Many of us suffer from back pain due to strain and overuse, but back pain can also be an indication that something else if wrong. The kidneys can actually cause pain that originates in the mid-back area on one or both sides. Physicians refer to this as “flank pain”.
Pain in the back that is due to a problem with the kidneys usually manifests itself as sharp pains in the flank area. These pains may or may not radiate to the lower back or ribcage area. When the area over the kidneys is pressed, it feels sore. Back pain due to kidney involvement usually presents itself suddenly, without a history of any type of back injury. This pain may be mild or severe, depending upon what is causing the problem.
Back pain due to kidney involvement is usually caused by a kidney infection. Other symptoms may accompany the back pain. A kidney stone, which is a hardened mass of mineral deposits in the kidney, can also cause kidney back pain. When this stone tries to leave the kidneys by way of the ureters, the sharp edges of the stone can cut into the kidneys or ureters, causing severe pain. Other causes of kidney back pain may include acute kidney failure or trauma to the kidney.
In addition to flank pain, the patient with kidney involvement may also have blood in his urine, fever, nausea, vomiting, dehydration, frequent urination, changes in urine color, strong smelling urine or swelling in the tissues due to accumulation of fluid. Symptoms usually start suddenly and may be especially painful during and immediately after urination.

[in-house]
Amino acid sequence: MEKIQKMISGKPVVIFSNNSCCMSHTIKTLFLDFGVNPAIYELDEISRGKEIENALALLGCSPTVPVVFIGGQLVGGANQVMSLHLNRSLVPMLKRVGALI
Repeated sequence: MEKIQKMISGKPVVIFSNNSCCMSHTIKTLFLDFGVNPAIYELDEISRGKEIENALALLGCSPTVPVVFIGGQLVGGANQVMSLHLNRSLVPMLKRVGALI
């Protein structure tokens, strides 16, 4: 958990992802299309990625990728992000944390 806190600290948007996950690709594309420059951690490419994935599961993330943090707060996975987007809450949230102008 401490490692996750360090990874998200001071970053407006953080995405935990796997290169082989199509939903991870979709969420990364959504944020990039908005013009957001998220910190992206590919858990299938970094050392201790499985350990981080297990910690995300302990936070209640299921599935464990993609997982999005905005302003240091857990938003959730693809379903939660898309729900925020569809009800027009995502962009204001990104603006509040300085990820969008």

Certain tests are often done to make sure the back pain is actually from the kidneys and is not due to back muscle pain. One of the most common tests is a urinalysis, which determines if there is blood or white blood cells (casts) present in the urine. This is a definite indicator that an infection is present. An ultrasound or CT scan may be done to determine if the problem is being caused by a kidney stone. Other tests may include a urine culture, urogram or x-rays.
Treatment for kidney back pain may include analgesics to control the pain, antiemetics to control nausea and vomiting or antibiotics to eradicate the causative infection. Treatment for kidney stones may include lithotripsy, which is used to break up the kidney stone to ease its passage out of the urinary tract, or surgery to remove the offending stones. Acute kidney failure or kidney trauma may require hospitalization to treat the condition. Acute kidney failure may also require short-term dialysis to allow the kidneys to heal faster.